Web Results
Content Results
  • Asbestosis


    Asbestosis is long term inflammation and scarring of the lungs due to asbestos. Symptoms may include shortness of breath, cough, wheezing, and chest pain. Complications may include lung cancer, mesothelioma, and pulmonary heart disease. Asbestosis is caused by breathing in asbestos fibers. Generally it requires a relatively large exposure over a long period of time. Such levels of exposure typically only occur in those who work with the material. All types of asbestos fibers are associated with concerns. It is generally recommended that currently existing asbestos be left undisturbed. Diagnosis is based upon a history of exposure together with medical imaging. Asbestosis is a type of interstitial pulmonary fibrosis. There is no specific treatment. Recommendations may include influenza vaccination, pneumococcal vaccination, oxygen therapy, and stopping smoking. Asbestosis affected about 157,000 people and resulted in 3,600 deaths in 2015. Asbestos use has been banned in a number of countries in an effort to prevent disease.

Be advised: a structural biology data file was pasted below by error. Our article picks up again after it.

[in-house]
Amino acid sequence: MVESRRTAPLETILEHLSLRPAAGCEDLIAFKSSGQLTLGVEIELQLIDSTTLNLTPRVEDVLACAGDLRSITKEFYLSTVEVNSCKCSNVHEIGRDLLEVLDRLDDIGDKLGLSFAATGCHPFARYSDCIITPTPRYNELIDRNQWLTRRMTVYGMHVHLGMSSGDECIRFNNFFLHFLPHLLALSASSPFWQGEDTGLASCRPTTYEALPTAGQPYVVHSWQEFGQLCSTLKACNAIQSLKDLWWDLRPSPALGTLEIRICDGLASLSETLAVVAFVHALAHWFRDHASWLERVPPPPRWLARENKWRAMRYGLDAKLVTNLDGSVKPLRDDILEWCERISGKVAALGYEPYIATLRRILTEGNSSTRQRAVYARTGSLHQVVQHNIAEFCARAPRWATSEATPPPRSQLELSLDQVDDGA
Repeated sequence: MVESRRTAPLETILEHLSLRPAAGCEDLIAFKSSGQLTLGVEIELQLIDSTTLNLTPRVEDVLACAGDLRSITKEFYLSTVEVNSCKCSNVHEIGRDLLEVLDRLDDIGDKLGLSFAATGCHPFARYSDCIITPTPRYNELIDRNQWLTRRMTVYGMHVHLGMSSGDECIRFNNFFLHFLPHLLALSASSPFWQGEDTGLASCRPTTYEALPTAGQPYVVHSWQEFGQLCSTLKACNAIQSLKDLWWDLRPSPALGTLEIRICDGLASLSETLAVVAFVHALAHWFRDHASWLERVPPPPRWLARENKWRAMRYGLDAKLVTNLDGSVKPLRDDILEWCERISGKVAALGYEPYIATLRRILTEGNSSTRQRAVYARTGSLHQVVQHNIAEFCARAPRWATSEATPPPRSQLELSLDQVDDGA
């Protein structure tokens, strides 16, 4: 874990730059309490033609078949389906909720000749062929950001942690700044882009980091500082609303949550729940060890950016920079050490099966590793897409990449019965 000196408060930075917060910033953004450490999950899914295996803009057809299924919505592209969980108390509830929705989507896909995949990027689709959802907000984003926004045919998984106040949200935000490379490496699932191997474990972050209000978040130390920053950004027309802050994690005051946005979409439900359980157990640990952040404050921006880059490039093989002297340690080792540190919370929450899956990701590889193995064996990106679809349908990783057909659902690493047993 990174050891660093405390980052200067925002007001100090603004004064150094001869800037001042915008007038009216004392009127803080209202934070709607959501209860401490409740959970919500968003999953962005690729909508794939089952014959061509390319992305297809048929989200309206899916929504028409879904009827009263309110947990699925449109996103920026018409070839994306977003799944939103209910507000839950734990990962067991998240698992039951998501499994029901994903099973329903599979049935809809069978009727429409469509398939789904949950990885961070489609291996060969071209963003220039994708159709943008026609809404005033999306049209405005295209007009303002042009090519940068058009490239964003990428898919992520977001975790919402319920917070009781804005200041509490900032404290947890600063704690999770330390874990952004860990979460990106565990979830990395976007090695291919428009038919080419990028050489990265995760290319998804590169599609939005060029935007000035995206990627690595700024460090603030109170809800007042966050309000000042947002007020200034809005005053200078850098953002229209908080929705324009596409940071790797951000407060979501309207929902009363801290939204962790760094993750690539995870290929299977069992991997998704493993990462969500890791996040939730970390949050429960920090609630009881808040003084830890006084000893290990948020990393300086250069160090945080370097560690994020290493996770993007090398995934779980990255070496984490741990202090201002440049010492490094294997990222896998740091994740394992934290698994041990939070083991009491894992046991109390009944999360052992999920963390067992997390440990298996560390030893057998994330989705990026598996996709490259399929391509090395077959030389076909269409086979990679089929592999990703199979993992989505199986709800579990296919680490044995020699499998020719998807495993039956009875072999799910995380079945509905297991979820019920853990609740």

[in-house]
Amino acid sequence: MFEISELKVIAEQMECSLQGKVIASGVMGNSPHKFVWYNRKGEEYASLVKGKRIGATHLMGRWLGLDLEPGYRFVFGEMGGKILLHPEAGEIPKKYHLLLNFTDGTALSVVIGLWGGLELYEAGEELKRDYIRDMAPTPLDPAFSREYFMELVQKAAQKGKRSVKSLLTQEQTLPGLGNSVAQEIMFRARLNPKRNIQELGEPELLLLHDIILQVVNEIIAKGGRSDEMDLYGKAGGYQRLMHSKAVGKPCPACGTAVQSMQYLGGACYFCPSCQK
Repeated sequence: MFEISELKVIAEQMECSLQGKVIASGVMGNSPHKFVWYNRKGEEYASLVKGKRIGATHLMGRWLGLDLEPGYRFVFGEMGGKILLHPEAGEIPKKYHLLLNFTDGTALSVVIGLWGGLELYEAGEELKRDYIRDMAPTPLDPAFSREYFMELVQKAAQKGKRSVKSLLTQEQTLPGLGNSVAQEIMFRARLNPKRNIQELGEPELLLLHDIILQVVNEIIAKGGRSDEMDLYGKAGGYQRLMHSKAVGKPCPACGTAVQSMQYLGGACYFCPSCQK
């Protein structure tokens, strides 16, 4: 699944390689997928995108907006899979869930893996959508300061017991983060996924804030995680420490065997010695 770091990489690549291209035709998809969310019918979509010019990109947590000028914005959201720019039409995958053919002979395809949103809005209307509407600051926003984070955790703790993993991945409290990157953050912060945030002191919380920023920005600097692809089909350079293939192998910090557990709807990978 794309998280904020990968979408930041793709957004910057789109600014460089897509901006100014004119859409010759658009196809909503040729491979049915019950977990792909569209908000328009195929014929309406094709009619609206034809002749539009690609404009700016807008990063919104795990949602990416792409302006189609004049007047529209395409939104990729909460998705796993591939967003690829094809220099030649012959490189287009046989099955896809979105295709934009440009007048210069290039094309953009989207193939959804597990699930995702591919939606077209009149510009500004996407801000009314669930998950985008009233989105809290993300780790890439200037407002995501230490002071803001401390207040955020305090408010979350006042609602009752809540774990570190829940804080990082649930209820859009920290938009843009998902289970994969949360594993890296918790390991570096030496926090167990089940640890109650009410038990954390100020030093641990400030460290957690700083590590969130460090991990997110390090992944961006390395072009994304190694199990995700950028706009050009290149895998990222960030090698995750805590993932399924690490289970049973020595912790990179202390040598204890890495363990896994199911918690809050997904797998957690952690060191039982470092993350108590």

• Chest radiograph


    A chest radiograph, colloquially called a chest X-ray (CXR), or chest film, is a projection radiograph of the chest used to diagnose conditions affecting the chest, its contents, and nearby structures. Chest radiographs are the most common film taken in medicine. Like all methods of radiography, chest radiography employs ionizing radiation in the form of X-rays to generate images of the chest. The mean radiation dose to an adult from a chest radiograph is around 0.02 mSv (2 mrem) for a front view (PA, or posteroanterior) and 0.08 mSv (8 mrem) for a side view (LL, or latero-lateral). Together, this corresponds to a background radiation equivalent time of about 10 days.

  • Tuberous sclerosis


    Tuberous sclerosis complex (TSC), is a rare multisystem genetic disease that causes non-cancerous tumours to grow in the brain and on other vital organs such as the kidneys, heart, liver, eyes, lungs, and skin. A combination of symptoms may include seizures, intellectual disability, developmental delay, behavioral problems, skin abnormalities, and lung and kidney disease. TSC is caused by a mutation of either of two genes, TSC1 and TSC2, which code for the proteins hamartin and tuberin, respectively. These proteins act as tumor growth suppressors, agents that regulate cell proliferation and differentiation. The disease is often abbreviated to tuberous sclerosis, which refers to the hard swellings in the brains of patients, first described by Désiré-Magloire Bourneville in 1880.

Map Box 1